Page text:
Executing a primary care strategy that provides the right number of primary care providers is critical to the success of your employed provider network.
Traditional physician manpower planning models are often used to assess primary care demand. These models are based on population ratios and can provide effective information regarding the right number of primary care providers for your market. However, it’s critically important to combine the output from these models with financial projections to properly craft a primary care strategy. We recommend considering two key questions when evaluating the financial impact of your primary care strategy:
- Which markets and service lines have the potential to generate incremental operating revenue?
- How many additional primary care physicians do you need to generate enough incremental revenue to ensure financial sustainability?
Which markets and service lines have the potential to generate incremental operating revenue?
Properly answering this question will allow you to understand where additional patient volume can be captured and how much revenue can be generated by capturing it. We routinely help clients answer this question by performing market share analysis for key service lines. By studying market share trends by zip code, it is possible to identify services for which volume can be increased. Additional information can be gleaned by overlaying pertinent data for each physician in a given zip code, such as specialty, affiliation, age, or downstream revenue. Based on this analysis, you will be able to develop attainable revenue targets for key service lines.
How many additional primary care physicians do you need to generate enough incremental revenue to ensure financial sustainability?
Once you’ve established your revenue targets, you must consider the number of incremental primary care providers required to reach them. If, for example, you wish to increase hospital orthopedic volume in a given zip code, you must ensure a sufficient distribution of primary care providers to refer patients to your loyal orthopedic surgeons. To determine the correct number of incremental providers, you must consider both direct and indirect downstream revenue they will generate. A primary care physician, for example, will directly generate $1,566,165 in downstream revenue. This number includes all hospital revenue including labs, imaging, and hospital admissions (direct or through a hospitalist program). Primary care providers will also generate indirect hospital revenue through referrals to loyal specialists. Five to ten percent of all primary care visits result in a specialist referral. Of these, GI, orthopedics, physical therapy, dermatology, and ENT are the most common. By studying direct revenue generated by each of these services and applying specific referral ratios, you can calculate the indirect revenue impact of an incremental primary care provider.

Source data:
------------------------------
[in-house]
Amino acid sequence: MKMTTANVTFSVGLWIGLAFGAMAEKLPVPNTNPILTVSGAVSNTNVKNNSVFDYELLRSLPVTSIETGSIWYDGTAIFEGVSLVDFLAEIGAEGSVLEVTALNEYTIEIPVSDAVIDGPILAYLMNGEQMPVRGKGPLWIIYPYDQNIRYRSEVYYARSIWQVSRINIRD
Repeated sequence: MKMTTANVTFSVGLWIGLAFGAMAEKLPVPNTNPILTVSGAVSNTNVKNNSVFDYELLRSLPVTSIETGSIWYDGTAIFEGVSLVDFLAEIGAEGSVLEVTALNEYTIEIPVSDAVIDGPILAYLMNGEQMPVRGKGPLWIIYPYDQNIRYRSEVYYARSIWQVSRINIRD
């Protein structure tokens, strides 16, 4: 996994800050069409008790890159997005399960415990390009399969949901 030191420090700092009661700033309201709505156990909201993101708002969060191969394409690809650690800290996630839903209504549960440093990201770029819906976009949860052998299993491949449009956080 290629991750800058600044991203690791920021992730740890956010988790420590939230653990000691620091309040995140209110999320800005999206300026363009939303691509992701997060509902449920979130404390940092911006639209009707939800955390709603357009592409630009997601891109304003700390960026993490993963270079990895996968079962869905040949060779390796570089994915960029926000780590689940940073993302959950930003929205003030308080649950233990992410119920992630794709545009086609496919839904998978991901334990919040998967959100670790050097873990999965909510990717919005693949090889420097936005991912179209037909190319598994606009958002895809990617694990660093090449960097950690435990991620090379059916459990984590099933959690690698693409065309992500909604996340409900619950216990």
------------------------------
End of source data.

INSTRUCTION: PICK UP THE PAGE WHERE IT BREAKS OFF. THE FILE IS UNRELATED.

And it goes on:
When considering downstream revenue, remember that a solid primary care base is and will continue to be a cornerstone to the success of your provider network. A strong focus on primary care will pay dividends twofold. First, a properly aligned primary care base will provide a reliable referral network for your employed specialists, and thus contribute to success under the current fee-for-service payment models. Second, an efficient primary network will provide sufficient foundation through which to begin addressing population management and alternative payment models.
- MERRIT HAWKINS:
- Trends in Physician Referrals in the United States 1999-2009. Barnett, et al. Arch Intern Med. 2012.
- The Value of Understanding Patient Referral Flow. Ashleigh Finley. HFMA Magazine. Aug 2013.